Salt Creek Ballet has staged the longest running production of Tchaikovsky’s The Nutcracker in the Chicago area—and nothing—not even a pandemic, will interrupt this achievement.
“At Salt Creek Ballet, the love of the art form of dance is present in all of our students, and that love has transferred from generation to generation and culture to culture,” says Kathy Hamilton, a Salt Creek Ballet board member since 2012, as well as a classically trained violinist. “In this tumultuous year, Salt Creek Ballet has rededicated itself to training its students in the classical ballet tradition. It’s because of the continued support of our community that we’ve been able to flourish and make productions like The Nutcracker accessible to families throughout the region and make it their holiday tradition.”
Eddy Ocampo is Salt Creek Ballet’s new Interim School Director, after being a part of Salt Creek Ballet first as a guest artist, and then joining the faculty in 2015. Salt Creek Ballet offers classes for students of all levels, from ages 2 1/2 through adult. By taking the proper and necessary precautions for COVID-19, they are offering socially distanced in-studio classes, as well as virtual classes for students who are more comfortable learning from home.
“I take pride in knowing that I am partially responsible for moving Salt Creek Ballet in a new direction,” Ocampo explains. “As we navigate through this ever-changing time, I’m confident that Salt Creek Ballet will continue to flourish and grow as we look to a time when we can return to enjoying live performances and dance training without restriction.”
Salt Creek Ballet has been a premier pre-professional training ground for the young and aspiring ballet dancer in Chicago for 35 years. “I feel a huge sense of pride to have been charged with moving an already well-established program into a new direction,” says Ocampo. “As we navigate through this pandemic, we’ve created two innovative programs that will allow us to stay in line with our mission.”
First, Salt Creek Ballet’s adaptive and responsive learning program creates an environment in which everyone can feel safe to dance. Whether they choose to train from home or in-studio, all the necessary precautions and online platform upgrades have been implemented to ensure that a student’s love of dance can still be nurtured during the current pandemic.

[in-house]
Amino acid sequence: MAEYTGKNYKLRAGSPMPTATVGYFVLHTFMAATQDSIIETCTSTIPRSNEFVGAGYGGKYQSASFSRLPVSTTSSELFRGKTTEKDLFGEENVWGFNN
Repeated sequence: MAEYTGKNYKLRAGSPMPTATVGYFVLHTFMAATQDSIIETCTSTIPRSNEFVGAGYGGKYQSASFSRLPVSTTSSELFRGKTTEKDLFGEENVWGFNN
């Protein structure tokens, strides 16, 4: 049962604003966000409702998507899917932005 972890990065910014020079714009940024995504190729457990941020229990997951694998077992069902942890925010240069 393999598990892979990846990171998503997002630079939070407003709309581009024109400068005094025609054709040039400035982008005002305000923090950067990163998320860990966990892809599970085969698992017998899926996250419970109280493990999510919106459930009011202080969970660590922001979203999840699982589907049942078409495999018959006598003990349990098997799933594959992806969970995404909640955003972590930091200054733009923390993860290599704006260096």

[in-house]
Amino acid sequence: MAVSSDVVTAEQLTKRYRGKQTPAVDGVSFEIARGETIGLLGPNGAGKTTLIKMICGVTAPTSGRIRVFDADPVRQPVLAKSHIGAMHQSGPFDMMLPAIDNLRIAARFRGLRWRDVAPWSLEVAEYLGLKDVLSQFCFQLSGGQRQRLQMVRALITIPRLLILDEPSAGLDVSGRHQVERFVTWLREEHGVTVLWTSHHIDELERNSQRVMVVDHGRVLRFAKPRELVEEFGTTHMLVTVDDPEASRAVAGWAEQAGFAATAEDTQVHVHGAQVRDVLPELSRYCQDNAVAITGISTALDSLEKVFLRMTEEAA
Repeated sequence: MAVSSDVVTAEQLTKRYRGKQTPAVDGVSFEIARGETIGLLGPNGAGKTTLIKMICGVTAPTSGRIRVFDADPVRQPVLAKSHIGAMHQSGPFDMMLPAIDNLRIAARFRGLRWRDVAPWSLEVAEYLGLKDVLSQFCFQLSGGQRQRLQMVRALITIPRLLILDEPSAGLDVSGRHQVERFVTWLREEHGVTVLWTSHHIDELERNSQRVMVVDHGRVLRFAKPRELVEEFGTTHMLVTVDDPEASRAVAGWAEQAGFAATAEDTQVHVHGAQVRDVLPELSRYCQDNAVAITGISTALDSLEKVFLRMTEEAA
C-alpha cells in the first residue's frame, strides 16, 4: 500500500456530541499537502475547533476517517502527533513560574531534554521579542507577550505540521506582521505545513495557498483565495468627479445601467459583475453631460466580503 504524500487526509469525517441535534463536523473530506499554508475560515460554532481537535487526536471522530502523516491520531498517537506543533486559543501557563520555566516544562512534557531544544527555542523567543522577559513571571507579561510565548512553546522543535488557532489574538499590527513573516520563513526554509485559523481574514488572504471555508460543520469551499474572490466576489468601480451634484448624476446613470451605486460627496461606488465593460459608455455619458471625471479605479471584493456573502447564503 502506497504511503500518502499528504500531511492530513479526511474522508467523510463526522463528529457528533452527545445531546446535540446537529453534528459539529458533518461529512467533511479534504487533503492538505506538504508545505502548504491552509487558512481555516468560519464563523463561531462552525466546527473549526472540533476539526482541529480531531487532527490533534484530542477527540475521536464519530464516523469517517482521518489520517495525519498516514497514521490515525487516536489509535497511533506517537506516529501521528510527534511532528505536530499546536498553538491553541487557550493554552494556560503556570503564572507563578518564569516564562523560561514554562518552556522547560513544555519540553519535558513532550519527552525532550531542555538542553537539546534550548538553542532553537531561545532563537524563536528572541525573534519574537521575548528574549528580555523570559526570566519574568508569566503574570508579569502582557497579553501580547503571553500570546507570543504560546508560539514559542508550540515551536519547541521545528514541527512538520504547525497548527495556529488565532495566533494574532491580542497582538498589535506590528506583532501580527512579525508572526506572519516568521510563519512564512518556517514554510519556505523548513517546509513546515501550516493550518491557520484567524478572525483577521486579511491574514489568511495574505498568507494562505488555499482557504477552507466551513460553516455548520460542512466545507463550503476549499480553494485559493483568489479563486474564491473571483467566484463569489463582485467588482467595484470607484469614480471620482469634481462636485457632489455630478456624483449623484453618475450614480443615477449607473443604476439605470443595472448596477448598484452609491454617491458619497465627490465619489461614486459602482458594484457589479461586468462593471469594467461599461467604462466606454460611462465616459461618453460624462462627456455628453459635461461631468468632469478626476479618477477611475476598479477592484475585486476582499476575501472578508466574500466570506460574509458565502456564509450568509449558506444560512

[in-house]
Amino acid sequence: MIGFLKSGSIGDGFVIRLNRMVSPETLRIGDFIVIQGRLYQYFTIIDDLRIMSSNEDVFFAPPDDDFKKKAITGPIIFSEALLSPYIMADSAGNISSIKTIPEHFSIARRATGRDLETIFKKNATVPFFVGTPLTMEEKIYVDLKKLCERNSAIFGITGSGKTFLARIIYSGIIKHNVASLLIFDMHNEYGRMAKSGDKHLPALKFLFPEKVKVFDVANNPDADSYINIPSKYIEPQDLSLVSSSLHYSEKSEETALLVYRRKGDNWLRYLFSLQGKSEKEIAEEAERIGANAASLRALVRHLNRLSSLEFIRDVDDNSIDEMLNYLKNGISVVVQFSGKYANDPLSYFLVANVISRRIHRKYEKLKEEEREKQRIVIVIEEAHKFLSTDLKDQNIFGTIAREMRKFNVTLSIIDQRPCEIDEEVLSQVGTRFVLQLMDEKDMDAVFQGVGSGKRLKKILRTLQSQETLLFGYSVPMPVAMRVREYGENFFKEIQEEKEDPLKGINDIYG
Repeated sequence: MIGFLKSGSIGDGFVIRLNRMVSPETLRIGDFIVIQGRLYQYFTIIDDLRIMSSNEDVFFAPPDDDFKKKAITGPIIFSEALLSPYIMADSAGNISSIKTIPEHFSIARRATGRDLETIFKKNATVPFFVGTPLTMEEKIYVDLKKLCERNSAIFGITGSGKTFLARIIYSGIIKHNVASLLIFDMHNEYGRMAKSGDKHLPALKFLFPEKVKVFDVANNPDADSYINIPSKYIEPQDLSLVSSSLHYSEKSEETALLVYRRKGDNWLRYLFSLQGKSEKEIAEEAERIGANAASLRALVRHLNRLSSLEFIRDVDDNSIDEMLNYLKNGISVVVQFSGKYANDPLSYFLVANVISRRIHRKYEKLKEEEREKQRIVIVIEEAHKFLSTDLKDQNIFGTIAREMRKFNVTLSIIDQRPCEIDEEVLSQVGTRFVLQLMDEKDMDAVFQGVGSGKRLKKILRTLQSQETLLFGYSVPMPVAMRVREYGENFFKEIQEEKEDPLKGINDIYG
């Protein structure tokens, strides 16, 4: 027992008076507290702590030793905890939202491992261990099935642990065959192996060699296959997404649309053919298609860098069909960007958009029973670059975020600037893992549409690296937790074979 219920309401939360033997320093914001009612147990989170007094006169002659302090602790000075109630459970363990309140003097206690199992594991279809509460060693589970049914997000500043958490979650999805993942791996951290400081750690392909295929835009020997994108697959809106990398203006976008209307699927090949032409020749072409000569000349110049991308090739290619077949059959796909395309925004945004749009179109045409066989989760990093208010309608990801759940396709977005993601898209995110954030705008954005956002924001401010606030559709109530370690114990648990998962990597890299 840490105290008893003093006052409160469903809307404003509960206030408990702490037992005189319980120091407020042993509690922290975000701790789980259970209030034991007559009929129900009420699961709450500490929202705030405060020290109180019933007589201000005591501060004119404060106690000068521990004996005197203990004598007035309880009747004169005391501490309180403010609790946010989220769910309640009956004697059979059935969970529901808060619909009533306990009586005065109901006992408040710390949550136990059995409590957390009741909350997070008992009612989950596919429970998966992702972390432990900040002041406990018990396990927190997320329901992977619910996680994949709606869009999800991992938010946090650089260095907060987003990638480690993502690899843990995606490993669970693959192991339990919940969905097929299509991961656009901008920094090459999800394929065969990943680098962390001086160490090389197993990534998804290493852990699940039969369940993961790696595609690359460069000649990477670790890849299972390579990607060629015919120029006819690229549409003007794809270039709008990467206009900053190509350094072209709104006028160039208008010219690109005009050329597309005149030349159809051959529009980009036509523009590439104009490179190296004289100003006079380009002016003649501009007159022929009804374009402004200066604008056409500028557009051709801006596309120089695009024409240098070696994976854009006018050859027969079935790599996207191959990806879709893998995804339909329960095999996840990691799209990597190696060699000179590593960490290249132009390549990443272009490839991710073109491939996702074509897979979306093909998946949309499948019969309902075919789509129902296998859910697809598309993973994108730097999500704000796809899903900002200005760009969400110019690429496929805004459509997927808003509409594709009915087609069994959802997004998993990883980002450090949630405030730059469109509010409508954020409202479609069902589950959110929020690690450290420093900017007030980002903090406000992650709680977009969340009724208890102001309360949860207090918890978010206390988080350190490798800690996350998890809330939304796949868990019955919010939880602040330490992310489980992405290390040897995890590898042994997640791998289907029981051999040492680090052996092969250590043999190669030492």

And second, with no live theater performances expected in the near future, Salt Creek Ballet has created a virtual performance season to encourage the appreciation and awareness of dance in our communities and families. With Salt Creek Ballet’s upcoming virtual performance of The Nutcracker in December and a contemporary ballet program to be presented in March, Salt Creek Ballet is innovating and adapting to allow audiences to experience professional quality dance programming and provide high-level training opportunities for its dancers.
“This year’s production of The Nutcracker will definitely be a new experience for both the dancers and the audience,” says Kyle Seguin, Salt Creek Ballet’s Ballet Master. “The format is different. We will be presenting a filmed version of Act II of the ballet rather than our usual live full-length production. Dancing for film is both challenging and exciting for the dancers, and audiences will be able to experience the film in a variety of formats, from online streaming and viewing parties to drive-in movie theater showings.”
But the health and safety of all involved is center stage of this year’s performance. “Our class sizes have been reduced to 20 percent in-studio capacity, with a hybrid learning platform implemented for those who choose to learn at home,” Ocampo says. “We’ve separated the spaces in the classrooms to be at least 8-feet apart at both the ballet barres and the center of the classrooms. Rest assured that we are taking every precaution.”
Seguin often hears from parents about the positive impact all the work they’re doing in the studios has had on their dancers’ overall energy and mood. “While our daily operations have adapted to ensure dancer and staff safety, our foundation has remained the same—providing high-quality dance training to students of all ages,” he says. “Being in the studio provides dancers with a sense of normalcy and the opportunity to focus on technique and artistry, which can be therapeutic during tough times.”
Although this year’s version of The Nutcracker will be unlike any other, audiences can still look forward to an up-close view of the dancers. “Sets, costumes, and the storyline will remain the same,” Seguin says. “The film will be elegant, traditional, and a reflection of the rich history of Salt Creek Ballet’s beloved production of The Nutcracker.”
If you would like to sponsor or attend—virtually or in person—SCB’s Act II production of The Nutcracker on December 5, visit saltcreekballet.org, follow them on Facebook (Salt Creek Ballet) and Instagram (@ saltcreekballet), or call 630-769-1199 for more information. Salt Creek Ballet, 98 E. Chicago Avenue, Westmont